Ask Mary Jo
You can step off family’s path of addiction
Q. When I’m in class with you, I feel like I can do things. I don’t feel like that a lot. Thank you for that. You always said we could write any question anonymously and put it in your curiosity bag. I like doing that. I used to have a lot I was curious about. Since sixth grade you’ve answered my questions. I’m a senior now. Thank you for answering all my questions during this time. But now I have a question that doesn’t have an easy answer. How do I keep from becoming addicted to something? My gramma is in AA now, but it’s kind of late for that since she’s been drinking as long as I’ve known her, and when I look at her “clean and sober” for 72 days I only see her drunk. My pap died. No one said it was from drinking, but I’m not stupid. My mom and dad and older brothers drink and drive. I’ve seen them use drugs more times than I can count. Same with my uncles and aunts. Do you know what it feels like to be a little kid in a car and know that the driver is drunk out of his mind and you can’t get out and walk? In school we’d talk about not drinking and driving, so as a little kid I knew it was wrong, but how does a kid stop an adult from doing what is wrong? I don’t drink, and I don’t do drugs. I’ve read about it and I know that this is an addiction. A sickness. I don’t hate my family. But how do I not become them?
Mary Jo’s response: When I opened your question, my heart hurt. As the young people at our Teen Center would say, I have so many “feels.” First and most important: I’m so very proud of you. Writing about your family was painful and courageous. You are a strong person.
I’m sad because I didn’t know you were facing challenges at home. I wish I could go back in time and support you as a sixth-grader. I’m so very glad you wrote now.
I cannot predict your future or offer you a perfect plan to avoid addiction, but I can help you select an addiction-free lifestyle. Your family’s choices are not your choices.
Your question is an incredible first step to avoiding addiction. Your proactive approach will not only help you but may also help others who read of your courage. Genetics is the science of heredity – the study of the parts of us we inherit from our families. Research does show that genetics plays a role in the development of addiction. Many other factors may be equally important in deciding how susceptible you may be. Taking care of your mental health, making wise choices and selecting friends who support those choices can make it easier to avoid addiction.
Education to raise awareness of the triggers linking you to addictive behavior is also important. I’d like you to see a counselor or therapist right away. Everyone’s body is different, but some research shows that children of addicted parents are four times more likely to have problems with substance/alcohol abuse than children from families without these problems.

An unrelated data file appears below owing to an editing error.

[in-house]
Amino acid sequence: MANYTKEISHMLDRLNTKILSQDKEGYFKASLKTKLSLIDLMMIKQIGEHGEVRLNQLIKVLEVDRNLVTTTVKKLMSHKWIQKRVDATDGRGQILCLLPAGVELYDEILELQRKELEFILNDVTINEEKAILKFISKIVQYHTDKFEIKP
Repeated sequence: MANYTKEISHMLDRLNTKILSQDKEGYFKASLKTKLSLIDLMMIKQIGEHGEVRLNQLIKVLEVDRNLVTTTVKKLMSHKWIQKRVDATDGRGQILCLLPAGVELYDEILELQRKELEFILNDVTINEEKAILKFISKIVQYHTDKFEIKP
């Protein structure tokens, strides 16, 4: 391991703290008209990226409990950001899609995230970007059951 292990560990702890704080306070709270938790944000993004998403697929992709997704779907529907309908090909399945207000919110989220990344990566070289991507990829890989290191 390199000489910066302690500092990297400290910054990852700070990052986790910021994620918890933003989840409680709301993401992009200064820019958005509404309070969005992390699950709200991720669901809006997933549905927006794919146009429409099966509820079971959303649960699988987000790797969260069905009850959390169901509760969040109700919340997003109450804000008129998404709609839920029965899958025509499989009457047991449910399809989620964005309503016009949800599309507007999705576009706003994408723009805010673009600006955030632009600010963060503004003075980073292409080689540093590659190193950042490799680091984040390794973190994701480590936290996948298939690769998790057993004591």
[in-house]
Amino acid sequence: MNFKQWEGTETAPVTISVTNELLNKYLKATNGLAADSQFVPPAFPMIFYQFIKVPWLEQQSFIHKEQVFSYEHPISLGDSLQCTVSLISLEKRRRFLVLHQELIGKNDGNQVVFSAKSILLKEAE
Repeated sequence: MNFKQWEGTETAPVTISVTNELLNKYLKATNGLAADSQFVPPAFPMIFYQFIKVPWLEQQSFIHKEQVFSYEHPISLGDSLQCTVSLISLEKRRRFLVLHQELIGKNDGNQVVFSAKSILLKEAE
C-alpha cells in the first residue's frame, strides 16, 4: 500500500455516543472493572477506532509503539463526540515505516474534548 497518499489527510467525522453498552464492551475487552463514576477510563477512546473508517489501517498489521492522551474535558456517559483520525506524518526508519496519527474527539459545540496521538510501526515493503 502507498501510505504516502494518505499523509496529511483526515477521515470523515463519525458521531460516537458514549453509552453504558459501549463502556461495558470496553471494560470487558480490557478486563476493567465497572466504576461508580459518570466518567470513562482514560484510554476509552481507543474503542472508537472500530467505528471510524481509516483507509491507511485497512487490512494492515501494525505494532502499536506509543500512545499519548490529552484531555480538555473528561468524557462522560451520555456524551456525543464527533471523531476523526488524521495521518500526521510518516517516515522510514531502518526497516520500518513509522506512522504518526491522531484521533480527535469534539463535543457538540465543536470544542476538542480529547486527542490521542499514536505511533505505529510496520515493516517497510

Don’t be afraid. Even if you’ve inherited addiction-related genes, you can live an addiction-free life. A counselor can help you deal with your family history and sort out your feelings. Continue to reach out. Alateen is a support group for young people whose lives have been affected by someone else’s drinking. Pennsylvania information is available at http://pa-al-anon.org/. Let’s talk. If you’re not able to find an Alateen group near you, I’d be willing to start a group at our Teen Center.
Abstaining from alcohol and drugs is a difficult choice, but you’ve decided to avoid them. You’ve faced this challenge alone. You no longer are alone. I’d like to meet with you often – not as a counselor, but as a friend. Please hold onto my number and text if you’re feeling frightened or confused.
After researching the National Association for Children of Alcoholics website, I’d like to offer the following tips:
1. Remind yourself it’s not your fault. You are not responsible for adult choices.
2. You can make your own choices. Plan ahead.
3. It’s OK to spend time away from your family when they’re using.
4. Explore activities to bring you joy.
5. Avoid triggers linking you to drugs or alcohol.
6. Stay connected with supportive people.
Finally, please accept my gratitude. Today you are a teacher, and your words matter. I am blessed to be an adjunct professor in the Education Department at W&J College. Guiding aspiring teachers is one of the greatest joys of my life. I often share two of my core beliefs. Each person is a person of worth is the foundation of my work; you are a living example of worth. At 18, you have the maturity to examine your life and the lives of those around you. Such maturity is rare. My second core belief is vital to a teacher’s daily life with young people. Do you remember what Shrek said about ogres? He said ogres are onions. One can only see one layer at a time. People are onions, too. When a teacher sees a student, only the very top layers are visible. You held your outer layers close and did not share the reality of your life at home. I want new teachers to realize this simple fact: Children in trouble will not typically blurt out the truth about their lives. Love for their family, fear and normalization of their experiences keeps them silent. Children often believe their lives are the lives of other children. We all see life through our own eyes. For this reason, I encourage teachers to look beyond the superficial and seek the reality. By writing to me and allowing me to post your question you’ve taught new as well as experienced teachers. We are all grateful. Stay in touch. Good luck.